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Beware complexity

P: n/a
I wonder if anyone has any thoughts not on where Python should go but where
it should stop?

One of the faults with langauges like C++ was that so many new
features/constructs were added that it became a nightmare right from the
design stage of a piece of software deciding which of the almost infinite
different ways to do the same thing to use.

Result: the development of various coding standards (essentially definitions
of what 'safe subset' of the language you intended to use in all your
projects) to 'cripple' the overly complex language.

Conventions on type conversion are just one example. Without using strict
coding conventions the richness of the language could, and often did, result
in ambiguity. In my experience too C++ has defeated its own object (eg
portability) - I've given up in many cases trying to compile third party
libraries because I don't have the time to collect every version of every
compiler for every platform in existence which is what C++ seems to demand
(particularly if you are trying to cross-compile Unix->Windows).

Nothing wrong with coding conventions of course unless you:

a) Want to read and understand other peoples code
b) Want your code to work with it

There probably isn't a language in existence that provably constrains a
programmer to use one and only one 'top level' approach to code a particular
'class' of problem but Python does seem to have a way of naturally
'suggesting' this through its very simplicity.

It seems to me that from here on in the Python developers should be very
careful about adding new features to a language which (subjectively) already
seems capable of handling pretty much any 'class' of problem. There is
plenty of scope left of course for continuing to develop libraries and
optimize performance.

Jul 18 '05 #1
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2 Replies

P: n/a

more often than not, all needed was included in Python years ago.

I wonder if anyone has any thoughts not on where Python should go but
where it should stop?
The answer is included within the standard library. On any Python command
prompt type:
import this

The Zen of Python, by Tim Peters

Beautiful is better than ugly.
Explicit is better than implicit.
Simple is better than complex.
Complex is better than complicated.
Flat is better than nested.
Sparse is better than dense.
Readability counts.
Special cases aren't special enough to break the rules.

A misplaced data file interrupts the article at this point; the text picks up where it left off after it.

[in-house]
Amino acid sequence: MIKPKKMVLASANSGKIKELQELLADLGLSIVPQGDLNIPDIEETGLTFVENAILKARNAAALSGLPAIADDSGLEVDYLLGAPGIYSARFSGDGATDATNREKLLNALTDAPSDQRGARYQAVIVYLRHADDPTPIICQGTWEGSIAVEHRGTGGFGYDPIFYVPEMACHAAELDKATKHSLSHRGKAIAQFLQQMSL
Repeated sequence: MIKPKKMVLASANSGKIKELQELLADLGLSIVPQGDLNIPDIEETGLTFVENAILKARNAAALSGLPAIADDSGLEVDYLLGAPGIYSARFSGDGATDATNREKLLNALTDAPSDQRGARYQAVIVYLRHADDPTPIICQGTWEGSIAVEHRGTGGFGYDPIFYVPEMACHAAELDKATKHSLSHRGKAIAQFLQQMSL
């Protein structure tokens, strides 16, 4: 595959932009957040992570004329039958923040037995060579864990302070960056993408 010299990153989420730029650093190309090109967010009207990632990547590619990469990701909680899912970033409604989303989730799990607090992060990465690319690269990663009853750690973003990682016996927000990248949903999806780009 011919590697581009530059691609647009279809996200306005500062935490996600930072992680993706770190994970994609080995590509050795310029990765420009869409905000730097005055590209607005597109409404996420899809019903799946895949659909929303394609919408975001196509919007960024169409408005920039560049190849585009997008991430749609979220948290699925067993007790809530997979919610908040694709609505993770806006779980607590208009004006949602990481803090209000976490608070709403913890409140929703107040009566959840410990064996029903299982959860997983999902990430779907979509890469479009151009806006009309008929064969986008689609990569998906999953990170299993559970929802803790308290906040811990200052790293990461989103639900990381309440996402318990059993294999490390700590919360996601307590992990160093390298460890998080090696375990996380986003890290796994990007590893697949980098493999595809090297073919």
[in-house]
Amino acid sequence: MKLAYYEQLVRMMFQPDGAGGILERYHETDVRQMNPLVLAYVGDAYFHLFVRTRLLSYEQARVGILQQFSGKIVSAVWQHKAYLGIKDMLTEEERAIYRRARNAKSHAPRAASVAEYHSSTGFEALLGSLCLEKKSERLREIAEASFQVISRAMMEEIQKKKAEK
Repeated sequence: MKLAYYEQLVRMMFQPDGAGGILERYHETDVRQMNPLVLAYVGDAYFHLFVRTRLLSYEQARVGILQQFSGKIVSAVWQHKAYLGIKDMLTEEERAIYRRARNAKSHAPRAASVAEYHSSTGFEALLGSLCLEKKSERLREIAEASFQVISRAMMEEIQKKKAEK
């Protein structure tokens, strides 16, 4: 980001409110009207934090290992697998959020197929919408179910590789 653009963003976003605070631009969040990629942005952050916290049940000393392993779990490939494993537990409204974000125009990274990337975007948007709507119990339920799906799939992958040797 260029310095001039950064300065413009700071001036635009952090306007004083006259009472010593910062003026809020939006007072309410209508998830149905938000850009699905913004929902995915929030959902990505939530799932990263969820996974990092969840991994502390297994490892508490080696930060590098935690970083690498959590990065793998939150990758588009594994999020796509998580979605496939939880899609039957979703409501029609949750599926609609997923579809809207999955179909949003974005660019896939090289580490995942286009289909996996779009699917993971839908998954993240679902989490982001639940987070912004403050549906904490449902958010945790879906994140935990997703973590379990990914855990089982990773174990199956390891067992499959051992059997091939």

Although practicality beats purity.
Errors should never pass silently.
Unless explicitly silenced.
In the face of ambiguity, refuse the temptation to guess.
There should be one-- and preferably only one --obvious way to do it.
Although that way may not be obvious at first unless you're Dutch.
Now is better than never.
Although never is often better than *right* now.
If the implementation is hard to explain, it's a bad idea.
If the implementation is easy to explain, it may be a good idea.
Namespaces are one honking great idea -- let's do more of those!
Nothing wrong with coding conventions of course unless you:

So "coding conventions" are more or less rendered as something of ancient
times; Python has its Zen. (of course, as I said, included in the
standard library)

And: the fear that Python gets extended over sensible bounds maybe real.
But: Just have a look within python.devel, what happens on any (pun
intended) extension to builtins: It's a gentle and polite, nontheless
strong and hard discussion; a real evolutionary survival test.

Python is a healthy tree: it grows. But Guido and the Bots are
thoughtfull gardeneres: they are not afraid to cut bad branches.

Jul 18 '05 #2

P: n/a
Philip Smith wrote:
I wonder if anyone has any thoughts not on where Python should go but where
it should stop?

My feelings on this is, it's a problem of organization and
documentation. Do both of these well, and things will be manageable.

I would like to see a bit cleaner file organization framework. I think
keeping the different parts/modules/utilities/etc. Seperate and in
their own place would solve a lot of distribution/installation problems.

Having a central distribution place for people to download third party
modules in a standard install/uninstall package format would also help.

# Example directory structure.
core # interpreter, dll's, and min.
tools # test scripts
standard_modules # modules included in distribution
module name
core # standard module dlls
next module name
extend_modules # 3rd party extension modules
"module name"
core # dlls
tools # helpfull scripts
# script to read and search all doc files
# and run related examples scripts.
Jul 18 '05 #3

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